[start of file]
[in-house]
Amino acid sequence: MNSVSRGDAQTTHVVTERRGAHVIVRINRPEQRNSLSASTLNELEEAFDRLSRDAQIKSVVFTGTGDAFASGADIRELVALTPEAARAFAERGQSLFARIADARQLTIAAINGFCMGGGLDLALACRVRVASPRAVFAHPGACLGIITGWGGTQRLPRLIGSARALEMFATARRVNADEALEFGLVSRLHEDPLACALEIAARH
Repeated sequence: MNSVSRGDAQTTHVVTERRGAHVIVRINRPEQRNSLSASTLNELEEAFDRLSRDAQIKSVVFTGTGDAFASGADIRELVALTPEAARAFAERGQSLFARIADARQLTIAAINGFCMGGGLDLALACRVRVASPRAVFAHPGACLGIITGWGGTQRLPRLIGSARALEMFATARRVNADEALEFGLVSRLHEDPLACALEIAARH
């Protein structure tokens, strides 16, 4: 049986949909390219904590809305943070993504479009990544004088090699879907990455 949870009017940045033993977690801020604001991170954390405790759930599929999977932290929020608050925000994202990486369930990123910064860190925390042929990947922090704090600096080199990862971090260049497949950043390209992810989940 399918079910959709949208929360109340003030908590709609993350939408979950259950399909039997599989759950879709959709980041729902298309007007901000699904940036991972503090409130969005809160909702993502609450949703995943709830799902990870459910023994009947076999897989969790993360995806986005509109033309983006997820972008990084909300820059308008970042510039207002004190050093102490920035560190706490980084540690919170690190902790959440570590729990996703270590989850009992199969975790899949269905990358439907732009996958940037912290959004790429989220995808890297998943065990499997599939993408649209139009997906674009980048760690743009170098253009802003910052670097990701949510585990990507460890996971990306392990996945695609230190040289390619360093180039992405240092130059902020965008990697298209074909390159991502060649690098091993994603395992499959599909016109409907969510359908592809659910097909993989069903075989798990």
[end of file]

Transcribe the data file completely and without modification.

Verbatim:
[in-house]
Amino acid sequence: MNSVSRGDAQTTHVVTERRGAHVIVRINRPEQRNSLSASTLNELEEAFDRLSRDAQIKSVVFTGTGDAFASGADIRELVALTPEAARAFAERGQSLFARIADARQLTIAAINGFCMGGGLDLALACRVRVASPRAVFAHPGACLGIITGWGGTQRLPRLIGSARALEMFATARRVNADEALEFGLVSRLHEDPLACALEIAARH
Repeated sequence: MNSVSRGDAQTTHVVTERRGAHVIVRINRPEQRNSLSASTLNELEEAFDRLSRDAQIKSVVFTGTGDAFASGADIRELVALTPEAARAFAERGQSLFARIADARQLTIAAINGFCMGGGLDLALACRVRVASPRAVFAHPGACLGIITGWGGTQRLPRLIGSARALEMFATARRVNADEALEFGLVSRLHEDPLACALEIAARH
């Protein structure tokens, strides 16, 4: 049986949909390219904590809305943070993504479009990544004088090699879907990455 949870009017940045033993977690801020604001991170954390405790759930599929999977932290929020608050925000994202990486369930990123910064860190925390042929990947922090704090600096080199990862971090260049497949950043390209992810989940 399918079910959709949208929360109340003030908590709609993350939408979950259950399909039997599989759950879709959709980041729902298309007007901000699904940036991972503090409130969005809160909702993502609450949703995943709830799902990870459910023994009947076999897989969790993360995806986005509109033309983006997820972008990084909300820059308008970042510039207002004190050093102490920035560190706490980084540690919170690190902790959440570590729990996703270590989850009992199969975790899949269905990358439907732009996958940037912290959004790429989220995808890297998943065990499997599939993408649209139009997906674009980048760690743009170098253009802003910052670097990701949510585990990507460890996971990306392990996945695609230190040289390619360093180039992405240092130059902020965008990697298209074909390159991502060649690098091993994603395992499959599909016109409907969510359908592809659910097909993989069903075989798990």